This week I’m going to talk about budget Legacy decks for a change. I have talked about a few in the past, but the previous budget Legacy decks have become more and more expensive because of the rising price of both Rishadan Port and Lion’s Eye Diamond. That means decks like Goblins and Death & Taxes have become less of an option for people entering the format. I want to lay down a few decks that allow you to enter Legacy with some ease. I will of course hit on some classic entry-level decks, but also a few that I favor for entering the format. I will, however, skip writing about Burn again because I have already written about that deck twice in recent weeks and don’t think anyone wants to read another explanation of Burn.
The first deck that I will talk about is Affinity. It acts as an old standby of an aggro deck in both Legacy and Modern. Legacy Affinity has quite a lot of kick to it and can definitely beat most tier one decks if they are not packing enough hate for aggro decks or enough artifact hate. I will be using a list by Christopher Bolter as an example deck list.
4 Mox Opal
This deck is slightly unorthodox when it comes to Affinity decks because it runs Dispatch, which is typically not run in place of Stoneforge Mystic or several other cards. This does help the list be more budgeted than other list, but I am unconvinced that the card actually preforms better in testing. The deck doesn’t really care about having 3 removal spells and would much rather play a turn 1 Stoneforge Mystic into a turn 2 Cranial Plating with some 0 drops in the interim. The deck functions better when it is able to just dump everything in a few turns and kill its opponents before they can set anything up. Dispatch also hedges towards a creature heavy meta-game, which I think is currently incorrect and is only correct in Legacy in some very corner cases. I would probably cut the Dispatches for 1 more Thoughtcast and 2 Stoneforge Mystics because it gives you effectively 6 powerful cards to your deck to help win (I get this number by accounting for the level of card advantage these cards give you when they are used) as opposed to 3 cards that are going to be normally dead.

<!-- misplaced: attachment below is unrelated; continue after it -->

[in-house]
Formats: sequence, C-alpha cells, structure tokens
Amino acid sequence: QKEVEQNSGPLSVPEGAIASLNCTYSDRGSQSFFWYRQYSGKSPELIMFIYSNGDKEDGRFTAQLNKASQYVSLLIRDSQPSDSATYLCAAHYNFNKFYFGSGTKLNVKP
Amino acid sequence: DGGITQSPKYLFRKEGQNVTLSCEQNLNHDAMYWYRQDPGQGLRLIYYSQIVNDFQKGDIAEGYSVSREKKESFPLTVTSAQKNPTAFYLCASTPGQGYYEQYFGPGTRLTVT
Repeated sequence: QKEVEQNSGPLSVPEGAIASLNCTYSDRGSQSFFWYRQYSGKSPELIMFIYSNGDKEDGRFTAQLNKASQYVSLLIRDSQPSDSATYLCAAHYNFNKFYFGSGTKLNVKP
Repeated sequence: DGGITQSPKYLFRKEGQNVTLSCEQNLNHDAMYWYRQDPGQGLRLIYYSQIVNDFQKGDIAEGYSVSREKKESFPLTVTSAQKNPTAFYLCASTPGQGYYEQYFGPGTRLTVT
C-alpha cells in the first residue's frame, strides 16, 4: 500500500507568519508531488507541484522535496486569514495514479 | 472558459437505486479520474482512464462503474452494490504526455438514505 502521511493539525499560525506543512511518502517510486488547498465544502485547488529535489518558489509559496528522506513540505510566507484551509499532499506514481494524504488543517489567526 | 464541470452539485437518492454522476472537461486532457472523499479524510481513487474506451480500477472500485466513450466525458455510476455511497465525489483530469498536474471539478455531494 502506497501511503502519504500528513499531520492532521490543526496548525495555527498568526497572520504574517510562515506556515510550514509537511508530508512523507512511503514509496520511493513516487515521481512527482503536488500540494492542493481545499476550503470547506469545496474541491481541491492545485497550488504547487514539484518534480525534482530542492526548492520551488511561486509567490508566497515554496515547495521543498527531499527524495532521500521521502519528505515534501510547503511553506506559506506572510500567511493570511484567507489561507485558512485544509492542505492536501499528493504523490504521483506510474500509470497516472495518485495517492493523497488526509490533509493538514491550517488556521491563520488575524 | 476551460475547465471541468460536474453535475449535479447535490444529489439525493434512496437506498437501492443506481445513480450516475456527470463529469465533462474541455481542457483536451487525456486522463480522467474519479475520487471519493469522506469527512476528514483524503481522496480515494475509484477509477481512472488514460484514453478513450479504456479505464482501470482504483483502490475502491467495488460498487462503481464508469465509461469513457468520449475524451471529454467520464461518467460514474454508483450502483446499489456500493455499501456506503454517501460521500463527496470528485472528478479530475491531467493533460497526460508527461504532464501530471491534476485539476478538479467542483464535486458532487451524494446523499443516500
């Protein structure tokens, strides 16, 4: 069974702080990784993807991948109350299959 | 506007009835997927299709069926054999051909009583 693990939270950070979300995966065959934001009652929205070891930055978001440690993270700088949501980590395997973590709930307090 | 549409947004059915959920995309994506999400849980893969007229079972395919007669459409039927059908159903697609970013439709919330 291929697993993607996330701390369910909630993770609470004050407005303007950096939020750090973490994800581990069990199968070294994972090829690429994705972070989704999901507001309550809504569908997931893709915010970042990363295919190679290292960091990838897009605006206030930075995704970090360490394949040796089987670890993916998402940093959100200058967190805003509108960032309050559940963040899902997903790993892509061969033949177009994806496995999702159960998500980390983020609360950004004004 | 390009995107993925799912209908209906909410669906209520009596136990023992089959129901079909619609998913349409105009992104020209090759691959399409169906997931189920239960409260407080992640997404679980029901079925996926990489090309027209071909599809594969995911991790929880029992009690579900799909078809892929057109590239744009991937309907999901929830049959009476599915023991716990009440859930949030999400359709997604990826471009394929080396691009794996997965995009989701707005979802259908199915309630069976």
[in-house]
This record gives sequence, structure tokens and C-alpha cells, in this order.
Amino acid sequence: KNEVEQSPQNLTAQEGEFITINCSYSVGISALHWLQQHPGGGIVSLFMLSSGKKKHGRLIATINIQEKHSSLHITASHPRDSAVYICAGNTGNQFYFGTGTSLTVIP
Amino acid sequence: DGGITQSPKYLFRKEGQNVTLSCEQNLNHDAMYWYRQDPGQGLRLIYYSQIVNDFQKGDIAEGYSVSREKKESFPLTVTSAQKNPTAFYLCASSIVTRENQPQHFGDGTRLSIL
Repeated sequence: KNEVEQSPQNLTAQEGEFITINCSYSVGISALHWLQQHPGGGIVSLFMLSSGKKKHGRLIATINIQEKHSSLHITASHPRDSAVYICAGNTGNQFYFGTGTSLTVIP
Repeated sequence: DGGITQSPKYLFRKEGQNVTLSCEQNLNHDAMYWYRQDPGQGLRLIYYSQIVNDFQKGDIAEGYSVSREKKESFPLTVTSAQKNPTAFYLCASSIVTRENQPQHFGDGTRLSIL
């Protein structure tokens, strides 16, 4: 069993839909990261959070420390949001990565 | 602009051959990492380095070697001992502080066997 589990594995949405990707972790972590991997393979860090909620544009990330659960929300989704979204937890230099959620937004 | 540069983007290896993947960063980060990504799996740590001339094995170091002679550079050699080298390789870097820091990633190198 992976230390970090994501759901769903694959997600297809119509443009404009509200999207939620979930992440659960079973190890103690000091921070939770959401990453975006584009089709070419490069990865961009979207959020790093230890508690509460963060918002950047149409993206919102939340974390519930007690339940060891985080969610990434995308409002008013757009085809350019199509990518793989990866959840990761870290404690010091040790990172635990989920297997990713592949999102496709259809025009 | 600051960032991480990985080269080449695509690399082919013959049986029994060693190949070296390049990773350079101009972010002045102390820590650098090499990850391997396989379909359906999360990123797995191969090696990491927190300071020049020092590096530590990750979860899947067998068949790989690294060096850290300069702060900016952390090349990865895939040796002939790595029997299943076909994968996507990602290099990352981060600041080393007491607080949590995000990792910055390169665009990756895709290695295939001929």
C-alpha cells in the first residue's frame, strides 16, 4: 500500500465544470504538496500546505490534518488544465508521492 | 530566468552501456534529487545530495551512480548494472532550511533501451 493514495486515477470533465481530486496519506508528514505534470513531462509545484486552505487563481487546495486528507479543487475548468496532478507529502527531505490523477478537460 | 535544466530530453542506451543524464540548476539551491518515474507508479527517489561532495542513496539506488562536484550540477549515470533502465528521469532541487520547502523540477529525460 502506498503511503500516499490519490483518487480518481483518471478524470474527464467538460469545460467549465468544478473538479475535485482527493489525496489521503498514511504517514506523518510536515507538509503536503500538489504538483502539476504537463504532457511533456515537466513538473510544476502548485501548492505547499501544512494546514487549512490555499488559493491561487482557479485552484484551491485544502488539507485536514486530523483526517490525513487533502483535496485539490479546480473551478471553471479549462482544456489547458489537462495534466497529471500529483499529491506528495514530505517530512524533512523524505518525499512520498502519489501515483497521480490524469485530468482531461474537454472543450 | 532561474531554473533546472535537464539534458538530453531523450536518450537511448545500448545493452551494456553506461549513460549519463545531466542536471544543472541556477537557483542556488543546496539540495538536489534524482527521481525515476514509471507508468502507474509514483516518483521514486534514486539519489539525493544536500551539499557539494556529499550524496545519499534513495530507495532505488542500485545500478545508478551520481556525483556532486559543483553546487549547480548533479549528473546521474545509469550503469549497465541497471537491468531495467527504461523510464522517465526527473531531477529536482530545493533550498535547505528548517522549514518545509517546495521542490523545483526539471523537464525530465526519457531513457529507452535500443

Affinity is a very powerful deck the only issue is playing against decks that run an excess of Artifact hate. It should be able to beat most non-creature based decks in the format, and, even against the few creature decks in the format, if your combat math is good, you can definitely win.
The next deck that I am going to cover is another classic Manaless Dredge. This deck has existed on the fringes of Legacy for a little more than a decade, but it was entirely rejuvenated in 2013 by friend of the website, Theo Van Doosselaere. He played the deck to its first Top 8 performance in well over 5 years when he did so in the Philadelphia Open. I will be using his deck list to run through the deck, but you can also see him pilot the deck here, which shows off the power of the deck.
This deck list is truly a thing of beauty because of its simplicity. It runs as much of its enablers and its business cards as it can and it manages to do it all with almost exclusively 4-ofs. There is one thing to change in this deck that is fairly apparent, which is cutting 1 Shambling Shell for another Cabal Therapy. This does raise your chances of needing to mulligan, but it does so almost negligibly and adds the ability to clear the way for your combo much more consistently. The deck does only have 3 real chances to go off if the game goes long, but in a short game you can be limited to only 1, in which case the extra Cabal Therapy is easily able to go the distance. The spot in the Sideboard can be changed into something else, but most of the sideboard slots are fairly flexible. The Contagions are pretty much mandatory because of the need to deal with Deathrite Shaman, but the rest of the deck’s Sideboard can be customized. These days, I would probably take out the Sickening Shoals for a different option (maybe Unmask), but this list is still very runnable in the current Legacy.